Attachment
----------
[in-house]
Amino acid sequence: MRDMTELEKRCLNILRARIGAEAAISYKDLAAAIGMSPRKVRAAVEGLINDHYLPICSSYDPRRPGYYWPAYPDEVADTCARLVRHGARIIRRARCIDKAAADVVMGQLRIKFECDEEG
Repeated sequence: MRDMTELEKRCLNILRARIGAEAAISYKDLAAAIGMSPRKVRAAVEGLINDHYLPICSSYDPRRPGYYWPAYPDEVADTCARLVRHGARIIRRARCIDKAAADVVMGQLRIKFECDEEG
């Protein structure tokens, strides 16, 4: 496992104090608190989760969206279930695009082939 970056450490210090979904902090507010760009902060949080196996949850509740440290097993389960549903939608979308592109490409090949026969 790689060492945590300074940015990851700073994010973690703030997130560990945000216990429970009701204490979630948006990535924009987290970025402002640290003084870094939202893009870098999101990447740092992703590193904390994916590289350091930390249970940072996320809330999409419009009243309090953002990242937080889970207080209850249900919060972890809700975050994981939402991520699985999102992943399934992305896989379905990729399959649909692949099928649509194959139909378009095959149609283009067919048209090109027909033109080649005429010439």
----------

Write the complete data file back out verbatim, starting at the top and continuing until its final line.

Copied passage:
[in-house]
Amino acid sequence: MRDMTELEKRCLNILRARIGAEAAISYKDLAAAIGMSPRKVRAAVEGLINDHYLPICSSYDPRRPGYYWPAYPDEVADTCARLVRHGARIIRRARCIDKAAADVVMGQLRIKFECDEEG
Repeated sequence: MRDMTELEKRCLNILRARIGAEAAISYKDLAAAIGMSPRKVRAAVEGLINDHYLPICSSYDPRRPGYYWPAYPDEVADTCARLVRHGARIIRRARCIDKAAADVVMGQLRIKFECDEEG
């Protein structure tokens, strides 16, 4: 496992104090608190989760969206279930695009082939 970056450490210090979904902090507010760009902060949080196996949850509740440290097993389960549903939608979308592109490409090949026969 790689060492945590300074940015990851700073994010973690703030997130560990945000216990429970009701204490979630948006990535924009987290970025402002640290003084870094939202893009870098999101990447740092992703590193904390994916590289350091930390249970940072996320809330999409419009009243309090953002990242937080889970207080209850249900919060972890809700975050994981939402991520699985999102992943399934992305896989379905990729399959649909692949099928649509194959139909378009095959149609283009067919048209090109027909033109080649005429010439």